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OnePlus 10T 5G review: Affordable flagship performance

Gelo Gonzales
OnePlus 10T 5G review: Affordable flagship performance

ONEPLUS 10T

Photos by Gelo Gonzales/Rappler

It's one of the more affordable choices for a Snapdragon 8+ Gen 1 phone

(Disclosure: OnePlus lent a unit for this review.)

MANILA, Philippines – OnePlus is a brand known for offering great specs at a price that’s usually lower than most brands. Its latest here in the Philippines, the 10T 5G, appears to represent that. 

Powering the 10T 5G is Qualcomm’s latest flagship processor, the Snapdragon 8+ Gen 1, a refresh of the older Snapdragon 8 Gen 1 which was found in models such as Samsung Galaxy S22, released in early 2022. The 8+ Gen 1 claims 10% better CPU and GPU performance, and 30% better energy efficiency than the original 8 Gen 1.

At P35,990 for the 8GB RAM + 128GB storage model, you’re getting one of the more affordable phones that feature Qualcomm’s top chip. For comparison, the Samsung S22 that came with the original Snapdragon 8 Gen 1 along with 8GB RAM and 128GB of storage launched at P45,990. 

The chip, given its price, is truly the top appeal of the phone, making for smooth everyday performance, including gaming. 

Heat was also a major issue of the original 8 Gen 1. While the verdict is still out whether the 8+ Gen 1 has fixed that problem, in my experience, when I played two games (FPS Apex Legends Mobile, and MOBA Arena of Valor), the phone didn’t get hot when playing on moderate performance, but did get a little hot – though not unusably so – when using max performance. 

Other phones currently available in the Philippines that have the 8+ Gen 1 are the ASUS ROG Phone 6 (12GB RAM + 256GB storage) for P47,990; and foldables Samsung Galaxy Z Fold 4 (P98,990) and Z Flip 4 (P58,990). Not yet officially available in the Philippines are the Xiaomi 12S (4,000 Chinese yuan or about P33,000) and the realme GT2 Explorer Master (3,500 Chinese yuan or about P29,000). As you can see, without those other phones yet from realme and Xiaomi in the Philippines, the 10T kind of has the market cornered for affordable 8+ Gen 1 phones.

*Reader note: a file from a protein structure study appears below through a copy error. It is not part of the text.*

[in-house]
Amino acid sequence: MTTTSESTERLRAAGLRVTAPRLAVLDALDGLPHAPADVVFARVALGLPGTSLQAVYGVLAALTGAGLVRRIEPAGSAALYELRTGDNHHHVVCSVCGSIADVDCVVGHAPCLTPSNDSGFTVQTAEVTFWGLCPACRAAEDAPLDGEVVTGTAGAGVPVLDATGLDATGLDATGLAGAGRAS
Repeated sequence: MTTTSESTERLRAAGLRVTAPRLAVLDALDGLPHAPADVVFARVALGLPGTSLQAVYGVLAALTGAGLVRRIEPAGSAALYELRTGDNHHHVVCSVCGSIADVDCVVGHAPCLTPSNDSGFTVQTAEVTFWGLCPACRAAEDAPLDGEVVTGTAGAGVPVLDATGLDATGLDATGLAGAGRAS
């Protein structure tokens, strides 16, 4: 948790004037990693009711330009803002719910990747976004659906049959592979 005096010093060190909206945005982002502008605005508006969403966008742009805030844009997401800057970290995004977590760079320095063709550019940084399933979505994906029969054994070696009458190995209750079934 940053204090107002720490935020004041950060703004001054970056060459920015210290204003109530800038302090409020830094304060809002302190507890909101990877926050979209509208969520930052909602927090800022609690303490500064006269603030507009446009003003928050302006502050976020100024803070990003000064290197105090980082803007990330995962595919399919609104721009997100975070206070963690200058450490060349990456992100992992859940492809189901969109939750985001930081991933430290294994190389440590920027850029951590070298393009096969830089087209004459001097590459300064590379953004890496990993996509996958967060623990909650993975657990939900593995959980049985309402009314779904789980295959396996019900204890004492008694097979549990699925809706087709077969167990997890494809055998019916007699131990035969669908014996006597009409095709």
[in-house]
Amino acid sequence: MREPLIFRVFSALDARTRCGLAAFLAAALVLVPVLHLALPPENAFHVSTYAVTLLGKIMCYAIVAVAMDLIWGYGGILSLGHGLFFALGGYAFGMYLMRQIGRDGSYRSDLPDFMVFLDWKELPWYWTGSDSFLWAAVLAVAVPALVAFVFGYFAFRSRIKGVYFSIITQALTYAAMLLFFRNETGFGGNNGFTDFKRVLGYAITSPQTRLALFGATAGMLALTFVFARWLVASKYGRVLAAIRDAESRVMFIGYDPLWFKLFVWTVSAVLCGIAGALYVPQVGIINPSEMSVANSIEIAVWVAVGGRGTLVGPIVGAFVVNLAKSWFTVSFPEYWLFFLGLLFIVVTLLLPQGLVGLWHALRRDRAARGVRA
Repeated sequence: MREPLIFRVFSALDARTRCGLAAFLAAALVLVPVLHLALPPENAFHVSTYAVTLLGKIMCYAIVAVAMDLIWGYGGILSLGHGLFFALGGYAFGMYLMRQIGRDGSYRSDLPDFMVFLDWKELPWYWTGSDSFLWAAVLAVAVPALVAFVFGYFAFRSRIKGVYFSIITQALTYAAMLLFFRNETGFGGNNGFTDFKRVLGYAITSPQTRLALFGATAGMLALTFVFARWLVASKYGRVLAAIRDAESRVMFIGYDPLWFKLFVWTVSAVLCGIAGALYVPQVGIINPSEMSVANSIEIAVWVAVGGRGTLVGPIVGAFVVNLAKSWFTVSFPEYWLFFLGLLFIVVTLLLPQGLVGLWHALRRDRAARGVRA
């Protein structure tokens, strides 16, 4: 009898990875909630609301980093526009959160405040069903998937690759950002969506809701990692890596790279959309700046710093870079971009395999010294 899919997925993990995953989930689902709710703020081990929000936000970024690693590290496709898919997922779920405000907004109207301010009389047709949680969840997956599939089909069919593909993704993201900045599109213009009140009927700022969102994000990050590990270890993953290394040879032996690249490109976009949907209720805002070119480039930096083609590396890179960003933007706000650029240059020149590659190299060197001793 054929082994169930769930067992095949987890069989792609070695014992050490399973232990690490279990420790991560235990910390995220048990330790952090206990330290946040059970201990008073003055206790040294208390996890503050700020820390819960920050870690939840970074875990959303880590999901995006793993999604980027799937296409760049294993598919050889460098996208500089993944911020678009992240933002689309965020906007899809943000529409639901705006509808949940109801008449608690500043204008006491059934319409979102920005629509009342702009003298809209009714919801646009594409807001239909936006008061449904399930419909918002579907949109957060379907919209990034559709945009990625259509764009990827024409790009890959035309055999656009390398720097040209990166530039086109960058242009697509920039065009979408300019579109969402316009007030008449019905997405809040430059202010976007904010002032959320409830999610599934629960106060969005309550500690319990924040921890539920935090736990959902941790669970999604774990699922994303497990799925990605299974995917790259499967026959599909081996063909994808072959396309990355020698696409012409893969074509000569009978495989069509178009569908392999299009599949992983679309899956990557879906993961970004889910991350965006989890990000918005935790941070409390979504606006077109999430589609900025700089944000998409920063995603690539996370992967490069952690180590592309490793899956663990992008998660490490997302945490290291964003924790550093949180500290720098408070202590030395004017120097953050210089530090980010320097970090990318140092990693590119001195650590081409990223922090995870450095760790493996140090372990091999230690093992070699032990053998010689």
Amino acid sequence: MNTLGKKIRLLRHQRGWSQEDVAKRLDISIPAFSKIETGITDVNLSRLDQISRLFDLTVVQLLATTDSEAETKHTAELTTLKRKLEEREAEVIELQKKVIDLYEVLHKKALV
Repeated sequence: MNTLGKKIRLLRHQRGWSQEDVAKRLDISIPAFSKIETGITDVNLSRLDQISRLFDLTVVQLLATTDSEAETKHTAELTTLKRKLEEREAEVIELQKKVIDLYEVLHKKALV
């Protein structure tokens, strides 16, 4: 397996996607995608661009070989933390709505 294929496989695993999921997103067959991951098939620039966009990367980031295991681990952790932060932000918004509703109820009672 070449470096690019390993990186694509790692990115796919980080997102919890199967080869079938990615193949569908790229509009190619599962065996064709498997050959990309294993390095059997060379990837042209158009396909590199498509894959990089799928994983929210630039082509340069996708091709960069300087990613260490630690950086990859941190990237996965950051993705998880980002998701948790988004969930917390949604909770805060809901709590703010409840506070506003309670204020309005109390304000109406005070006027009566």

The 128GB storage is expected for the price, similar to the Xiaomi and realme offerings. While the realme would be the cheapest of the bunch though, with a 256GB version priced at about P31,500 – converted directly from the its 3,799 yuan price in China – it’s unclear whether when it will be available here.

The 6.7-inch AMOLED 120Hz display looks great and smooth as well.

Fast-charging, ergonomics

Along with the chipset, the other thing that the 10T does very well is the fast-charging. It comes with 150W fast charging, with official claims from OnePlus putting a full charge from zero at 20 minutes. I have more or less the same experience, and it’s a game changer for those who always forget to charge their phones when they’re about to leave. Plug it in, have breakfast, take a bath, and it’s ready. It’s great for those who also hate having their phones plugged in while using it on the bed. 

One thing to note though: the included 150-watt charger is heavier than most chargers. If you’re the type who only brings a small bag with them, you’ll certainly feel it take up space. But for me, the extra weight is a small price to pay for the speed it offers. 

Its 4,800 mAh battery capacity is also a good figure for the price, and keeps the phone juiced for about a day of regular use, except of course if you’re going to play games a lot. 

The body of the phone is a bit on the thick and heavy side, but something that’s not hard to get used to. I love the jade green hue, and the back panel that seamlessly goes over the oversized camera module. OnePlus has always been known for offering generous performance, but it’s also known for not looking cheap, and that’s the case with the OnePlus 10T as well. 

Software-wise, my main grip is with the native video editing software. It’s more imprecise than my usual Android experience, so it’s best to just download an app like Capcut. 

No water protection, standard camera quality

What you’ll miss here, if you’re coming from a flagship, is the lack of water and dust protection. It has zero ingress protection, so be extra careful if you’ve been used to a flagship with an IP rating. The cameras are also simply par for the course. 

The main 50MP shooter has image stabilization, paired with an 8MP ultra-wide and 2MP macro. It takes pretty steady 1080p videos, and good quality photos under bright conditions, but it doesn’t have big nighttime tricks like many phones in this price range are now touting. The ultra-wide is usable but can produce shots that are a little duller than the main shooter, while the macro is of standard quality. It can take macro shots, but nothing that blows one away. The 16MP front shooter is satisfactory. You’d wish, overall, the quality was just a little bit better, but in the end, there’s not much to complain about because of the performance it offers, and camera advances are not really what it’s pushing for.

Those issues aside, if fast everyday use is all that you want, with incredible fast charging, the OnePlus 10T is an appealing choice. – Rappler.com

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Gelo Gonzales

Gelo Gonzales is Rappler’s technology editor. He covers consumer electronics, social media, emerging tech, and video games.